Chromosome 4q Deletion Syndrome

Chromosome 4q Deletion Syndrome is a rare chromosomal disorder in which there is deletion of a portion of the 4th chromosome. Deletions may be in the middle of the chromosome arm (“interstitial”) or at the end “terminal”) and have varying effects. There are enough common features for children with deletions anywhere along the range that it has been called a syndrome, but as with most rare genetic issues, the differences between children can be tremendous. Visually there are commonalities between kids, much as with Down Syndrome, in this case, the most distinctive visual features include short limbs, a high “frontal bossing” on the forehead, large head, wide set eyes, low set ears, thin upper lip and short, high nose. This gives children a “babyish” look for longer, which can be compounded by motor issues.


Also known as

· Chromosome 4, 4q Terminal Deletion Syndrome
· 4q Deletion Syndrome, Partial
· Del(4q) Syndrome, Partial
· Distal 4q- Syndrome
· Distal 4q Monosomy
· Chromosome 4, Partial Monosomy 4q


There are many symptoms and characteristics that affect people with Chromosome 4q Deletion Syndrome.

· Abnormalities of the hands and feet- Hands and feet may be shorter and wider than normal, “tiny feet” are very common. Toes may bend at funny places (the second joint bending down for example) or overlap and turned in pinky fingers
· Dystonic or “funny” feet (they bend in a strange place or have overlapping toes or are particularly flat or rocker-bottom)
· Short limbs compared to torso size are also not unusual, short wide hands and feet are also common
· Flat bridge of nose
· Gastrointestinal reflux
· Growth deficiency after birth – Reflux and coordination issues may make sucking and eating difficult, and even fully nourished children may not grow very well on a normal diet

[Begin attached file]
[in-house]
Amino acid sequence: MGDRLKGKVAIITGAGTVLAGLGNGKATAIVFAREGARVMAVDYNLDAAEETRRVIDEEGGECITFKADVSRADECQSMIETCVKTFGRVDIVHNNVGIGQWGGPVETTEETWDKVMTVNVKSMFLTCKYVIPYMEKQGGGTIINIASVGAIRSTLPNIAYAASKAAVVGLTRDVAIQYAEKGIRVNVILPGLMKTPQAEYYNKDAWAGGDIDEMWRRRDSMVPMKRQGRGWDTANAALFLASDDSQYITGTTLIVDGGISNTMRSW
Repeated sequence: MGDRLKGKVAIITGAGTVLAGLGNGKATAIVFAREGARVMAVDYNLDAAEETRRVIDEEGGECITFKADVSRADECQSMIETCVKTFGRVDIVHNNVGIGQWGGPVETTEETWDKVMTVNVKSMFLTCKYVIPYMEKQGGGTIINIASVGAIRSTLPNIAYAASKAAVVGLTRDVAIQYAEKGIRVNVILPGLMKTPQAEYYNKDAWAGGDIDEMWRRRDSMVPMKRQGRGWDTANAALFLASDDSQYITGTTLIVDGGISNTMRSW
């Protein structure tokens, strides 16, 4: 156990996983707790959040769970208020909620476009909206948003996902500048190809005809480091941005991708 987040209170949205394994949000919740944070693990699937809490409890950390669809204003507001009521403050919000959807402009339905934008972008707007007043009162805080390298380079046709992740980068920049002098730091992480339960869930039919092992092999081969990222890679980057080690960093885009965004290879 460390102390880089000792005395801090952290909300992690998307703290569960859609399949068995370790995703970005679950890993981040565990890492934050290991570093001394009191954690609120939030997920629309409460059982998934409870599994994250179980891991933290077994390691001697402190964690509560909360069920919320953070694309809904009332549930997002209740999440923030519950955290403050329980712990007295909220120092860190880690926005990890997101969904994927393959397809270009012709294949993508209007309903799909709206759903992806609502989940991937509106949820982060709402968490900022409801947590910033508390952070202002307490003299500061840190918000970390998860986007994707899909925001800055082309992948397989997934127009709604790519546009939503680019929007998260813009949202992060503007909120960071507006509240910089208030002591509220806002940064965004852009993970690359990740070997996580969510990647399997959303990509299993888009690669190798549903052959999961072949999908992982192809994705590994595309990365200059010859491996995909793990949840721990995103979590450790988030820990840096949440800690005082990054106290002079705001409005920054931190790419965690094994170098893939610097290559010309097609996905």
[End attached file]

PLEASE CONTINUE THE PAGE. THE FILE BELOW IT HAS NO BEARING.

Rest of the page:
· Hearing issues
· Hypotonia and ataxia – Low muscle tone and poor muscle control due to an error in signaling between the brain and the muscle can contribute to global delays
· Large head
· Low muscle tone is very common
· Low set rotated ears
· Malformations of the skull and facial region – Large head, craniostenosis, wide set eyes, small facial features, distinctive nose (wide, flat, high bridge), thin lips, small or receding chin
· Slight epicanthic folds
· Structural heart defects – Heart defects appear to be very dependent on the specific genes involved in the deletion. For example, most children with (del)4q21.1-21.3 do not have heart issues
· Turned in pinkies


Most treatments are symptomatic, but it is important that all children with 4q deletion syndrome have testing done for metabolic abnormalities.

Avoid citrus foods – Some children also show symptoms of problems with citric acid, it is suspected that this may be due to problems with the Kreb’s Cycle. Restricted citric acid diets have been helpful for some children. Some common foods which include citrates are: Most infant formulas
It is inadvisable to restrict diet without evidence of a problem, but if your child is having issues with diaper rash that won’t respond to treatment, do consider citrates as a culprit. This may also explain problems post-surgery, as most surgeries involve use of oral medications that contain citrates for flavor
Many children (even those without a frank deficiency) will benefit from use of Coenzyme Q10 (doses range from 20 mg/kg to 5 mg/kg depending on response and type of supplementation.) CoQ10 seems to help both reflux and growth issues in some children
Oral medications (multivitamins, topical ibuprofen is one alternative, tylenol suppositories are another for pain meds. Watch carefully for inhaled medications, there may be idiosyncratic reactions to epinephrine due to the citrates use to buffer it)
Other treatments that have been helpful include Carnitine (For a child with a test result showing very low carnitine) and R-Lipoic-Acid (for any child with “metabolic symptoms” such as low tone)
Some children with 4q deletions show signs of reflux, treatment of that may help growth issues

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